A MEMORY OF November 22, which I should have posted yesterday: About four years after the day President John F. Kennedy was assassinated, while I was attending grade school at Allison Elementary, we had a substitute teacher who brought up the subject of "Where where you the day the President was shot?"
As Fate would have it, this woman happened to be the same home room teacher I'd in second grade at North Norwood Elementary on the day of the assassination, and it was from her -- en route to the school's lunch room -- that I first heard about it. As I recall, the shooting was known but the fact of the President's death was not learned until after lunch, at which time the students were dismissed to go home and be with their families. I had not yet spoken to this teacher (whose name I've since forgotten) to remind her of our previous acquaintence, so I was eager to raise my hand and tell her what I remembered of that day, part of which we had spent together.
About halfway through my story, when she realized I was including her in my recollection, her expression became very strange, as if she was trying to place me. When I finished telling my story, she said with awed surprise, "I remember you!" Then she paused before adding... "Are you still drawing monsters?"
And the whole classroom broke into laughter because, yeah, I still was.
SPEAKING OF MONSTERS, I'm still awaiting my KONG stuff from Warner Home Video, so I chose not to pre-empt the pleasure of receiving the discs by watching the TCM broadcasts last night. Instead, I found myself drawn to watching a movie on IFC that I actually love a good deal more: Krzysztof Kieslowski's THE DOUBLE LIFE OF VÉRONIQUE, a wondrous and tragic masterpiece that deserves DVD release more than any other film I can think of. Watching the movie again for the first time in close to a decade, I was struck by how the scene in which Véronique (the wonderful Irène Jacob) begins to intuitively grieve the passing of the Polish double she has never met, and how evocative this scene is now of the fact of Kieslowski's own premature death. When I discovered Kieslowski's work, it was like discovering a brother; he captured on film something of the way I view my own world, which no one before him had done in quite the same way. Each of his films reawakened in me a long-dormant hope that was more of a constant in the 1970s, when any movie I went to see harbored the possibility that it might change my life. So when Kieslowski suddenly died in 1996, it was like losing someone of close and mysterious kinship, and much of my hope for a renaissance of the cinema also died with him. I have yet to see the work of any new director who I think might conceivably replace him, which would be impossible anyway; better to say, no new director has come along since to offer me anything like an equal measure of hope. So I still grieve for Kieslowski. I can only imagine how his actors must feel, carrying on in their careers without him.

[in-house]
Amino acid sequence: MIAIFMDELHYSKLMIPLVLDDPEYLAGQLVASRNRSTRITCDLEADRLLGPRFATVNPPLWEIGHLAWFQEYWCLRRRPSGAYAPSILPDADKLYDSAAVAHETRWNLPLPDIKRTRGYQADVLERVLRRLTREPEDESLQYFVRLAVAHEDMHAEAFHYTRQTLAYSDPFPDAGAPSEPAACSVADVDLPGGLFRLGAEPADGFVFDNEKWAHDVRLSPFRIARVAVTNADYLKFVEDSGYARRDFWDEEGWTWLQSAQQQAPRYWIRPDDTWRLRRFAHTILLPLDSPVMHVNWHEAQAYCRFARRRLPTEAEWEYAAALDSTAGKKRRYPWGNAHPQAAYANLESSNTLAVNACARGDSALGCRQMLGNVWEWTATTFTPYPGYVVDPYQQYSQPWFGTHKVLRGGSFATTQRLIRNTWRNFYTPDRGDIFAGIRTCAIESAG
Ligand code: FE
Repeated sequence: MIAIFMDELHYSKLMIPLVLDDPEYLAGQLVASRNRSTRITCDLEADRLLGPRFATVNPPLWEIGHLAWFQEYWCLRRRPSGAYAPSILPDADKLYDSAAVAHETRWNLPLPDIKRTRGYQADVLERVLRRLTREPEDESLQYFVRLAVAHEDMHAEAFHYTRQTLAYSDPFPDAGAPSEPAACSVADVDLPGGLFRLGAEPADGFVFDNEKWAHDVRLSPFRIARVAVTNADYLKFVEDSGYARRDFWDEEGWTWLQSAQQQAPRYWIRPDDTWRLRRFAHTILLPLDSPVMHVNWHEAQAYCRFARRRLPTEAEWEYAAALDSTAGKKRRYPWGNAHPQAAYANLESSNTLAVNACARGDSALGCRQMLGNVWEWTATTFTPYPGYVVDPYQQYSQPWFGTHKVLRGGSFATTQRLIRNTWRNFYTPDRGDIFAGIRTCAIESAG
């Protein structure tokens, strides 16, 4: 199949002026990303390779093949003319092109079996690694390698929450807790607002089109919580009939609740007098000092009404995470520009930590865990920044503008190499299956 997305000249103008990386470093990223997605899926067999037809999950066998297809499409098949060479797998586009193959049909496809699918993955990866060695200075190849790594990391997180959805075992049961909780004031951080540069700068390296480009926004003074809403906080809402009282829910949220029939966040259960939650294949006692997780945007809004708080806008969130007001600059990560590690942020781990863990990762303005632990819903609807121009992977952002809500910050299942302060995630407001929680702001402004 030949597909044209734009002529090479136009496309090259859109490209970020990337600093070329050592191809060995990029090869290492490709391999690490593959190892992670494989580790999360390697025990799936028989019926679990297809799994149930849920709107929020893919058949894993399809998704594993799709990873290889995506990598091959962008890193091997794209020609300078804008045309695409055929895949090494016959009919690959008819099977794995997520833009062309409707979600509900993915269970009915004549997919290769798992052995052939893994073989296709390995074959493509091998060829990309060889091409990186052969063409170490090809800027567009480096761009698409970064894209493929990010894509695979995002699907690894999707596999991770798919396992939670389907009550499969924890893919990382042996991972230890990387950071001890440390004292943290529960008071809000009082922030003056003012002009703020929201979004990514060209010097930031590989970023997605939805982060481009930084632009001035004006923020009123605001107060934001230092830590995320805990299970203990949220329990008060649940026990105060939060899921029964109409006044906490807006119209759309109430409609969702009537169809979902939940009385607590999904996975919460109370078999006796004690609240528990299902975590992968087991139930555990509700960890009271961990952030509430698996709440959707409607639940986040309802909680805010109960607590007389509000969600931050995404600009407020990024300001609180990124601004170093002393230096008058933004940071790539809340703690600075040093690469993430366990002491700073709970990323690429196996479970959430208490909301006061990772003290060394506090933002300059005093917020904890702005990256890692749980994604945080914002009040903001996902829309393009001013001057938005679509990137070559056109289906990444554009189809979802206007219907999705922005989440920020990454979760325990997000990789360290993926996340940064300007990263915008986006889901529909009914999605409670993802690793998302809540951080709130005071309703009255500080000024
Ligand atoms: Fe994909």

There are times when I feel I need, for the well-being of my soul, to spend some time with the healing works of a Kieslowski or De Sica or Parajanov or Rohmer, but my job being what it is, what I have to watch is... something else. And so it was that I had to follow last night's viewing of THE DOUBLE LIFE OF VÉRONIQUE with Ishiro Honda's MATANGO, aka ATTACK OF THE MUSHROOM PEOPLE -- a movie I've always enjoyed and respect to some degree, but hardly the ideal chaser for a Kieslowski film. I ask myself if I didn't hurt the experience by subjecting it to such comparison. Fortunately, I have to watch the movie again with its audio commentary on, so I'll have a second chance to approach the film when I'm in a more receptive mood for it.
TODAY IS THE 118th anniversary of Boris Karloff's birth (Billy Pratt's, anyway) but I'd like to extend more active birthday greetings to some still-vital people I doubt read this blog: the inimitable Michael Gough (who turns 88 today, proving that railing at people in Herman Cohen productions is good for your health); WILD WILD PLANET star and former president of the English Language Dubbers Association, Tony Russel (80); TOMB OF LIGEIA screenwriter Robert Towne (71); and, with pleasing symmetry, Boris' daughter Sara Karloff is celebrating her 67th today. (I once spoke to Sara on the telephone and she seemed to me a very nice lady.) Also worth mentioning is that ONE STEP BEYOND host-director John Newland (a fellow Cincinnatian) would have been 88 today, and CURSE OF THE CRYING WOMAN director Rafael Balédon would have been 86.
OVERNIGHT, CINCINNATI HAD its first snowfall of the year. I hate snow. It doesn't help that I'm dieting -- never a good idea on Thanksgiving week, anyway -- and taking diet pills that seem to be making me just a litt-tle bit cranky.